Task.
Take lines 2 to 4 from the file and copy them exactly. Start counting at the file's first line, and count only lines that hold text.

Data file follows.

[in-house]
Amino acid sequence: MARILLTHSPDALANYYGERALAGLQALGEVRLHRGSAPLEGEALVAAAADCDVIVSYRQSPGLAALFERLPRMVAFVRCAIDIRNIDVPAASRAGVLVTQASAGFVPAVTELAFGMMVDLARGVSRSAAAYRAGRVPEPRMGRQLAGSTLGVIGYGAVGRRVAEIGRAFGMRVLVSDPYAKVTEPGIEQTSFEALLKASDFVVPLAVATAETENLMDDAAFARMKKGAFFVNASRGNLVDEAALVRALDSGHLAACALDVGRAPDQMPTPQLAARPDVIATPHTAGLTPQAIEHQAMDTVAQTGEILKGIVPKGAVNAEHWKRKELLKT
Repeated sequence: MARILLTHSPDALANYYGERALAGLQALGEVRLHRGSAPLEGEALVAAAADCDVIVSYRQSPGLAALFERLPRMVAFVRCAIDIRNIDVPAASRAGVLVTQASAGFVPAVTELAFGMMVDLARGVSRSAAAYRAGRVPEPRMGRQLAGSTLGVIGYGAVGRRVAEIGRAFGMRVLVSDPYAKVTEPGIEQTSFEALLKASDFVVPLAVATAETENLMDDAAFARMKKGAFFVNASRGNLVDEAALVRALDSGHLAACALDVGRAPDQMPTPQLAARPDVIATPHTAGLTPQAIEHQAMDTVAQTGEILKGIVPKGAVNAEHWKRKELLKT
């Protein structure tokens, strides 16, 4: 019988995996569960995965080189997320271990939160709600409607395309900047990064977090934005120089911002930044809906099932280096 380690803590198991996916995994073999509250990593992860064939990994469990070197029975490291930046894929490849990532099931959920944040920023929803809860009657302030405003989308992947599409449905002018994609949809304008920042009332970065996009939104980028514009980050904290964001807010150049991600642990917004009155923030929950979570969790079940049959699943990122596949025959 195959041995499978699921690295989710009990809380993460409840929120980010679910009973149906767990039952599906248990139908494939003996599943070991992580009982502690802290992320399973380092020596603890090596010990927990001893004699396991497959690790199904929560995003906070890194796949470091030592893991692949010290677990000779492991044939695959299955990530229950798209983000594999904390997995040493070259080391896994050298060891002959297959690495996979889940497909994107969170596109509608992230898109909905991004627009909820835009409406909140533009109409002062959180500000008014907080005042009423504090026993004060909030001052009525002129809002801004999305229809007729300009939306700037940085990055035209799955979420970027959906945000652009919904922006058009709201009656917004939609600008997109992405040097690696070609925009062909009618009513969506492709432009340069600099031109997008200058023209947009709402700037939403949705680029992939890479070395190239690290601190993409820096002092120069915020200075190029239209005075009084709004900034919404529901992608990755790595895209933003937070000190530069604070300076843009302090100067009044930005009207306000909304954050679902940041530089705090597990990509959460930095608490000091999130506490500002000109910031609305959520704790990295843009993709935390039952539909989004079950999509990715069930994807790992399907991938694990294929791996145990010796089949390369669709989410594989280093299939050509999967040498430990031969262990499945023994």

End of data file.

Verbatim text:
Amino acid sequence: MARILLTHSPDALANYYGERALAGLQALGEVRLHRGSAPLEGEALVAAAADCDVIVSYRQSPGLAALFERLPRMVAFVRCAIDIRNIDVPAASRAGVLVTQASAGFVPAVTELAFGMMVDLARGVSRSAAAYRAGRVPEPRMGRQLAGSTLGVIGYGAVGRRVAEIGRAFGMRVLVSDPYAKVTEPGIEQTSFEALLKASDFVVPLAVATAETENLMDDAAFARMKKGAFFVNASRGNLVDEAALVRALDSGHLAACALDVGRAPDQMPTPQLAARPDVIATPHTAGLTPQAIEHQAMDTVAQTGEILKGIVPKGAVNAEHWKRKELLKT
Repeated sequence: MARILLTHSPDALANYYGERALAGLQALGEVRLHRGSAPLEGEALVAAAADCDVIVSYRQSPGLAALFERLPRMVAFVRCAIDIRNIDVPAASRAGVLVTQASAGFVPAVTELAFGMMVDLARGVSRSAAAYRAGRVPEPRMGRQLAGSTLGVIGYGAVGRRVAEIGRAFGMRVLVSDPYAKVTEPGIEQTSFEALLKASDFVVPLAVATAETENLMDDAAFARMKKGAFFVNASRGNLVDEAALVRALDSGHLAACALDVGRAPDQMPTPQLAARPDVIATPHTAGLTPQAIEHQAMDTVAQTGEILKGIVPKGAVNAEHWKRKELLKT
């Protein structure tokens, strides 16, 4: 019988995996569960995965080189997320271990939160709600409607395309900047990064977090934005120089911002930044809906099932280096 380690803590198991996916995994073999509250990593992860064939990994469990070197029975490291930046894929490849990532099931959920944040920023929803809860009657302030405003989308992947599409449905002018994609949809304008920042009332970065996009939104980028514009980050904290964001807010150049991600642990917004009155923030929950979570969790079940049959699943990122596949025959 195959041995499978699921690295989710009990809380993460409840929120980010679910009973149906767990039952599906248990139908494939003996599943070991992580009982502690802290992320399973380092020596603890090596010990927990001893004699396991497959690790199904929560995003906070890194796949470091030592893991692949010290677990000779492991044939695959299955990530229950798209983000594999904390997995040493070259080391896994050298060891002959297959690495996979889940497909994107969170596109509608992230898109909905991004627009909820835009409406909140533009109409002062959180500000008014907080005042009423504090026993004060909030001052009525002129809002801004999305229809007729300009939306700037940085990055035209799955979420970027959906945000652009919904922006058009709201009656917004939609600008997109992405040097690696070609925009062909009618009513969506492709432009340069600099031109997008200058023209947009709402700037939403949705680029992939890479070395190239690290601190993409820096002092120069915020200075190029239209005075009084709004900034919404529901992608990755790595895209933003937070000190530069604070300076843009302090100067009044930005009207306000909304954050679902940041530089705090597990990509959460930095608490000091999130506490500002000109910031609305959520704790990295843009993709935390039952539909989004079950999509990715069930994807790992399907991938694990294929791996145990010796089949390369669709989410594989280093299939050509999967040498430990031969262990499945023994």